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Reps. Jim Hansen and Enid Waldholtz, R-Utah, say the 100-day sprint through the "Contract With America" accomplished more than even they dared hope - and changed America forever.

But Rep. Bill Orton, D-Utah, says it was cheap political theatrics that provided little that will be finally passed into law after the Senate finishes with it. And he says the only worthwhile portions of the contract were copied from Democrats.That came as the House finished the contract Wednesday by passing 246-188 a $189 billion tax cut - including a $500-per-child tax credit, cuts in the capital gains tax, ending marriage tax penalties and allowing versatile individual retirement accounts.

But as with many contract parts, Utah's House members had vastly different opinions about the tax cut. Waldholtz praised it; Orton condemned it; and Hansen voted for it but hoped provisions raising pension payments by federal employees will be dropped by the Senate.

"The tax cut is typical of much of the contract. It was hastily pasted together and rammed through," Orton said. For example, he said GOP leaders would not accept amendments to protect federal workers from increased pension payments "because they needed money from somewhere to pay for their tax cut, so they put it on the backs of federal workers."

Hansen - whose district has the third most federal employees of any nationally - opposed raising pension payments on current federal employees "so we don't change the rules on them." Leaders blocked that, he said, for fear it could lead to too many amendments that would block paying for proposed tax cuts.

"I voted for it (the overall bill) anyway, and will probably get a lot of people mad at me. But I bet those (pension) provisions will be changed in the Senate and won't be in the final bill," he said.

Waldholtz had nothing but praise for the tax cut. She said, "The bill ensures cuts are paid for and will not add to the deficit." She said, "The American people are simply overtaxed," and pay more in taxes than for food, clothing and shelter combined.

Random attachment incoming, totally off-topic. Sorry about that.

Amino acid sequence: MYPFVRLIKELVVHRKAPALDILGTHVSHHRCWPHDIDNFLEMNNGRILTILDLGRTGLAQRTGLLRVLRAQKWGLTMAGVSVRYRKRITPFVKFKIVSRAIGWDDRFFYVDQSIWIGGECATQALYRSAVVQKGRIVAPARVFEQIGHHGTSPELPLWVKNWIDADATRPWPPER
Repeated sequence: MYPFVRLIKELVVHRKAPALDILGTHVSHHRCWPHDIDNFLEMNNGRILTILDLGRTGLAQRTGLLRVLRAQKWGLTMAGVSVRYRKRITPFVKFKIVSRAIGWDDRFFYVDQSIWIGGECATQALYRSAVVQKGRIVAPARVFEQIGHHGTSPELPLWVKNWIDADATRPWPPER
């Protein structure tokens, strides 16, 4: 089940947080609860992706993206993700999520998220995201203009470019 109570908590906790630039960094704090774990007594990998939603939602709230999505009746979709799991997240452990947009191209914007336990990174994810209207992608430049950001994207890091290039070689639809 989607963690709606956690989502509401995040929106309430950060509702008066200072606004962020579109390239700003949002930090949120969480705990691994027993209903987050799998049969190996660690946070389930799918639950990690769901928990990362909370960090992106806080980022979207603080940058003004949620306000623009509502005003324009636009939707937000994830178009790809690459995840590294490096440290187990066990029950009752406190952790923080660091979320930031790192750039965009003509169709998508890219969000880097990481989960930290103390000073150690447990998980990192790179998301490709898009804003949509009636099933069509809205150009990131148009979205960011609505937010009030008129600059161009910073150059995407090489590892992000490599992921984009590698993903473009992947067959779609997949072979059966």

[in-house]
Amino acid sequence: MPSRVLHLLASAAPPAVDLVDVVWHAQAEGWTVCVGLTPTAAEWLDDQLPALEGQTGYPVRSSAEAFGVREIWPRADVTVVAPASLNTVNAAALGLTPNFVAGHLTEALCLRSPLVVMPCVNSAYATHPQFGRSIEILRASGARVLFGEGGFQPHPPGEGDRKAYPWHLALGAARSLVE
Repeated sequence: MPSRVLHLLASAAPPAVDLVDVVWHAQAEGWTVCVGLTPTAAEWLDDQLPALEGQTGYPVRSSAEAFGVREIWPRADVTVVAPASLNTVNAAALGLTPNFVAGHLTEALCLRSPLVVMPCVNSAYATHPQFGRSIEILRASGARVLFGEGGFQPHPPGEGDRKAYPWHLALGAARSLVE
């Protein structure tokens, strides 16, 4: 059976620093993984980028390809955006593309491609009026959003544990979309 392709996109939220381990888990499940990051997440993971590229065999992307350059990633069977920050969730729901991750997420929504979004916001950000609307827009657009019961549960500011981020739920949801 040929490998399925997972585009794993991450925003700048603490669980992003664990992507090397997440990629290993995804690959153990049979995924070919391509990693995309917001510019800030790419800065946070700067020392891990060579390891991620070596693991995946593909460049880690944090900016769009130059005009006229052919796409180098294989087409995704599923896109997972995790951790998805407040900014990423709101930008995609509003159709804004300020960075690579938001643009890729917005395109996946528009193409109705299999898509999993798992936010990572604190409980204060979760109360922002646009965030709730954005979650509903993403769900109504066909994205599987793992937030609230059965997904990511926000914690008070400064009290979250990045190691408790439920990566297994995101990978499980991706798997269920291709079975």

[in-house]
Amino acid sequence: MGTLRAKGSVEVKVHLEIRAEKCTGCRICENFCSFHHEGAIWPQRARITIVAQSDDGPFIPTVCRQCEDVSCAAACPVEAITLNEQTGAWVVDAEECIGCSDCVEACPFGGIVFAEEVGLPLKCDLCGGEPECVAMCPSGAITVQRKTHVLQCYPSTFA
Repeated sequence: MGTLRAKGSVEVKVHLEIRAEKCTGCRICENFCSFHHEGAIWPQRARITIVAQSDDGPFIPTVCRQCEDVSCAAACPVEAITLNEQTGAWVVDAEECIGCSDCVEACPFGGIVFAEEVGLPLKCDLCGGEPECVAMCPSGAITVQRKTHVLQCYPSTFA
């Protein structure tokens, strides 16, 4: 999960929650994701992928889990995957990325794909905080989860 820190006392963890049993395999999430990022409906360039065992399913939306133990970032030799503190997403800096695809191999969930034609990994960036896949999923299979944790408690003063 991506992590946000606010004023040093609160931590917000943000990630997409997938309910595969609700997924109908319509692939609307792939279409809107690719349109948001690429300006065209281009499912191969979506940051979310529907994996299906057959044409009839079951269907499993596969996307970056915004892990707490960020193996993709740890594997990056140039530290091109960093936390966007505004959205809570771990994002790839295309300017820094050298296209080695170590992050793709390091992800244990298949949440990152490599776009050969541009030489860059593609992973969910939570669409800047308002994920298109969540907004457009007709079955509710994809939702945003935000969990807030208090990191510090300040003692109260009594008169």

The delegation also had differing views on the overall contract and the 100 days of work on it.

"I think it's clear most of the nation recognizes that the contract and the first 100 days was just a political statement," Orton said. "Many members on the other side are hoping that the Senate saves them from the provisions they passed.

He added that the good parts "were plagiarized from the Democrats." He said that included items some Democrats had long pushed such as term limits, the balanced budget amendment, making Congress obey laws it passes and budget reform.

But Waldholtz scoffed, "Would those be the same provisions they were never able to pass? They had 40 years to pass those things and didn't. We did in the first 100 days."

Waldholtz said, "There will be some changes in Senate, but we have advanced changes that people have demanded for years . . .. The question then becomes, how much will President Clinton dare to veto."

Hansen said, "Americans probably got more out of the first 100 days of this Congress than anyone in their lifetime can remember."

Waldholtz and Hansen also say the party deserves more credit than it has received in the national press.

"I've been very disappointed as I've read in national newspapers headlines saying the contract is falling apart. They predicted we couldn't pass welfare reform, or we couldn't pass the tax package. If we paid attention to the national media, we all would have gone home weeks ago," Waldholtz said.

"Any objective observer who looks at what this Congress achieved in 100 days would have to have to say it was extraordinary by any measure, she said. "It has changed the way Washington does business forever."



Package provisions

The House approved the tax-cut plan 246-188 on Wednesday. The plan would cost $189 billion over five years.



- $500-per-child for children under 18 in families earning $200,000 a year or less. Would be phased out for the wealthiest families.

- A credit of up to $145 to help offset the "marriage penalty."

- The American Dream Savings Account, permitting tax-free withdrawals after five years for retirement, first-time home purchases, higher education, medical expenses.

- One-time adoption credit of up to $5,000.

- Annual credit of up to $500 for costs of caring for elderly relatives at home.


- Reduces capital gains tax for corporations and individuals.

- Phases out the corporate minimum tax

- Increases size of estates exempt from estate and gift taxes from $600,000 to $750,000 by 1998.

- Liberalizes rules on deducting expenses of home offices.


- Rolls back 1993 tax increase on higher-income Social Security recipients. Increases income recipients younger than 70 may earn and still receive full Social Security benefits from $11,280 a year to $30,000 by 2000.